The Entertainer HD needed to compile all of the thousands of media files, which took a half hour. A word to the wise - don't get impatient and try to use the device before it's completed its initial scan. In my anxiousness to crank it up, I started pushing buttons too early, and the Entertainer began its scan anew. Men, just walk away from the unit. Fix dinner. Take the kid outside to get the mail. Talk to your wife; ask her how her day was. (I did all three things).
Now, the moment of truth! Could I watch my recorded Media Center TV programs on the bedroom TV?
Well, I got access to 6,000 music files. Saw a couple of photo slideshows. Connected to YouTube and saw the greatest soccer goals of all time (scintilating). Got my weather update. Even saw a few .wmv video files that had been stored on the Media Center. Watched them in all their grainy glory…
… But no TV.
Guess what? At the last minute, defeat was snatched from the jaws of victory. It was like Chicago 2003 and Steve Bartman all over again. The Cubs were going to their first World Series since 1945, and some bonehead ruins it for millions of suffering fans everywhere! But, in the case of this digital home dream unrealized, it was ... drum roll, please ....
Non-supported TV tuners in my Dell Media Center PC! NETGEAR currently lists 13 supported TV tuners, but mine aren't in there. So, I've got plenty of TV shows sitting on the Media Center in a Microsoft Recorded TV format that isn't viewable on an Entertainer HD that only accepts .wmv, .avi, and a few other formats. I frantically did some searches last night, seeing if there was any way to convert the Recorded TV formats, but I didn't find anything.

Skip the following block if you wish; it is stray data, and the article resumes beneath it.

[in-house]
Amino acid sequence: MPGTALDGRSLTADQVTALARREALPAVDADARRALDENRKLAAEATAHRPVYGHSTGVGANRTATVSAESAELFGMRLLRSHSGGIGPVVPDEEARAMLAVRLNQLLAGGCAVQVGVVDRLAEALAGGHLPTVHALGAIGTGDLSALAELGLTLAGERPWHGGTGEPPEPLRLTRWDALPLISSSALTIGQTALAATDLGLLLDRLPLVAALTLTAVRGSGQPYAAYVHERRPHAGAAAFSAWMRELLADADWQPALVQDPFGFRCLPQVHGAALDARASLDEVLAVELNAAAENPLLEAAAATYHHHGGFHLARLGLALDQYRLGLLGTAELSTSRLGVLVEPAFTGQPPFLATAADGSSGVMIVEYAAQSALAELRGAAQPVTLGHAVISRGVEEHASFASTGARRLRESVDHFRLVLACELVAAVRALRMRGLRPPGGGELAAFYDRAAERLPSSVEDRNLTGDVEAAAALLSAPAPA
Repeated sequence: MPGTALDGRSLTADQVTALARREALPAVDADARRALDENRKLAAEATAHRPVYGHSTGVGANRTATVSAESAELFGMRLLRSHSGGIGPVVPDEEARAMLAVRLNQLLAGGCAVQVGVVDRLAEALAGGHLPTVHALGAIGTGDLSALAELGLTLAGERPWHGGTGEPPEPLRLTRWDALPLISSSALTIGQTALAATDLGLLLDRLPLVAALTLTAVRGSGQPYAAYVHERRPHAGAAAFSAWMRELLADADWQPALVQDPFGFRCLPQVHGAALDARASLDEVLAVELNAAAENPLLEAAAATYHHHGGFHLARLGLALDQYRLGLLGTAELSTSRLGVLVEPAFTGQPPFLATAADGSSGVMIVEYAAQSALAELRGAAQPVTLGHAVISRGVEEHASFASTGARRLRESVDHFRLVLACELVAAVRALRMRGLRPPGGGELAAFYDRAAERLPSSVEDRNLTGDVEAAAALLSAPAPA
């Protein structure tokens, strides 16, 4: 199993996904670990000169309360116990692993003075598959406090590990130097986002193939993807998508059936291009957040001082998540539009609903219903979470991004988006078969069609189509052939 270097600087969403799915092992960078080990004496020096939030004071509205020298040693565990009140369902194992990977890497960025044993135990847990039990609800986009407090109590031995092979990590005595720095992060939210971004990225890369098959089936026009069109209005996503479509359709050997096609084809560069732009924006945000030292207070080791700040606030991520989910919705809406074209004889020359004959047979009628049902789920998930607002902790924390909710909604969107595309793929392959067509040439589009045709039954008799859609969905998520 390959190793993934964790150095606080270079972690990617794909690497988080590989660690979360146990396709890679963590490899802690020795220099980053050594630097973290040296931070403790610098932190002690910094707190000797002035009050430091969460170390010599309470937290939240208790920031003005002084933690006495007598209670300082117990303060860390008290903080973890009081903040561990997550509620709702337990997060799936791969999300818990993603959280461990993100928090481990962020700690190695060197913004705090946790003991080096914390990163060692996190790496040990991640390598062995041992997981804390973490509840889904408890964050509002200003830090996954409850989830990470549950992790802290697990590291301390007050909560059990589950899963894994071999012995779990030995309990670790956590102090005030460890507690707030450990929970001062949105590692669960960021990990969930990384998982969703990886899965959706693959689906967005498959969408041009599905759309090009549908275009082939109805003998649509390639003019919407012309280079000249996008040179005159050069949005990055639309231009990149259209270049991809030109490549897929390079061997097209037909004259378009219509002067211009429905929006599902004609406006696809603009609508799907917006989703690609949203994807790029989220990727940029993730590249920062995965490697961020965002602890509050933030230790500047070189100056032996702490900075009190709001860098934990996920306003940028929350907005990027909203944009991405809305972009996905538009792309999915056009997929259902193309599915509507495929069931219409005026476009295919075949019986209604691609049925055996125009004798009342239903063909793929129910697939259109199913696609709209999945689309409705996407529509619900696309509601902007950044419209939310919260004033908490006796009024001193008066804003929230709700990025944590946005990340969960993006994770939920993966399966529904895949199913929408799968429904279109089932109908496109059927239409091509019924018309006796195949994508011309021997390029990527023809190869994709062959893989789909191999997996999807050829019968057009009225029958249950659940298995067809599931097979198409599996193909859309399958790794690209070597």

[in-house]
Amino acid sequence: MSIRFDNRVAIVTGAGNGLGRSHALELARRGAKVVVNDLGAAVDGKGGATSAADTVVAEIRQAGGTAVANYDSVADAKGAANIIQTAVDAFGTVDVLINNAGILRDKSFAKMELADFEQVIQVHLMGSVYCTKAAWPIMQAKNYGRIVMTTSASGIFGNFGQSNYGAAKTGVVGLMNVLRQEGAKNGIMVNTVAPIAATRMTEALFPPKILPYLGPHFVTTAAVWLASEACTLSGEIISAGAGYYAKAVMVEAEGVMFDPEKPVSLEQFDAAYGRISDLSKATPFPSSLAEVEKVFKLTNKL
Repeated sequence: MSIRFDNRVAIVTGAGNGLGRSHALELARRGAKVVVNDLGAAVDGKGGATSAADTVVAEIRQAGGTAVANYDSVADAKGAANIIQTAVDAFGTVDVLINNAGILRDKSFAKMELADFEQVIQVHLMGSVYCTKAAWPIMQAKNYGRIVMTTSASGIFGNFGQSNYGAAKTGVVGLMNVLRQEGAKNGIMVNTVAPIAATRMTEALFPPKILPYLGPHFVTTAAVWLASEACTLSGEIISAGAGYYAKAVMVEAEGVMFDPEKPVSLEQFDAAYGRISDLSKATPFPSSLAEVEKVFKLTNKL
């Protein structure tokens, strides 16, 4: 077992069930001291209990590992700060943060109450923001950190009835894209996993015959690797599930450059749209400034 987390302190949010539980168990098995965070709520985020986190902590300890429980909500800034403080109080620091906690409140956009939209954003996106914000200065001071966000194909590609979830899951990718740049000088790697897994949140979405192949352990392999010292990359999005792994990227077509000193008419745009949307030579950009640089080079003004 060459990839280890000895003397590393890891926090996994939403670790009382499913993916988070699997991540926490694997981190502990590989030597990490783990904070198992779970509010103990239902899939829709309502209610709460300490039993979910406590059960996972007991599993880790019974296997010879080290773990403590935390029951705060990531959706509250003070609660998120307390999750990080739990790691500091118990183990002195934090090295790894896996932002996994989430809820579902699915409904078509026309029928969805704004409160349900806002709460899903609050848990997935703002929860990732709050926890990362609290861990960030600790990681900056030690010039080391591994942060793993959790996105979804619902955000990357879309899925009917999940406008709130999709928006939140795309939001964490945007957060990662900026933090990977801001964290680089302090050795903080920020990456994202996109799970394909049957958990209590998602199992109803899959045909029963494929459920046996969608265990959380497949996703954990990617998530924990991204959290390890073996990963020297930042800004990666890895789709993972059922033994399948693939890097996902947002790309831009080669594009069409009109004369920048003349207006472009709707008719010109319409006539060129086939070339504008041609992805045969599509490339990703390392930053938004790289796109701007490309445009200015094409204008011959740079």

It was a crushing blow to my ego, and I was sorely disappointed. It was particularly frustrating, since much about the installation and configuration had gone right. It seems that we’re still at a point in which assuring consumers that products and media content actually work together is still dicey! The Digital Living Network Alliance (DLNA) has come a long way in addressing some major interoperability issues, and that was a key takeaway from our recent CONNECTIONS™ conference a couple of weeks ago. I hosted a panel called "Nuts and Bolts," where we discussed the inner workings of the connected home and digital media - from storage to DRM to interoperability between devices and media formats. What was clear from the panelists was the DLNA has really set the stage for some basic agreement about greater interconnectivity between devices, applications, and content. However, the really hard work of figuring out interoperable DRM (or no DRM) plus the interaction between the myriad of media codecs and formats is incredibly challenging and an ongoing task.
My frustrations really lie in the fact that there was no warning that a TV tuner was going to be the root cause of my problem, and it leads to me to wonder how we as an industry are going to convince consumers that we can take their digital media experiences and make them as seamless as possible across devices. What sort of interoperability assurances are going to convince consumers that they won't get left bitterly disappointed if – at the moment of truth - the one bug in the system that renders a solution useless.
We've still got work to do, and hopefully I can talk of more positive digital lifestyles experiences in the next few months (and hopefully by the next CONNECTIONS). In the meantime, I think that Robert Frost best summarizes the situation in which we find ourselves much more poetically than I ever could (from "Stopping by Woods on a Snowy Evening"):
The woods are lovely, dark and deep,
But I have promises to keep,
And miles to go before I sleep,
And miles to go before I sleep.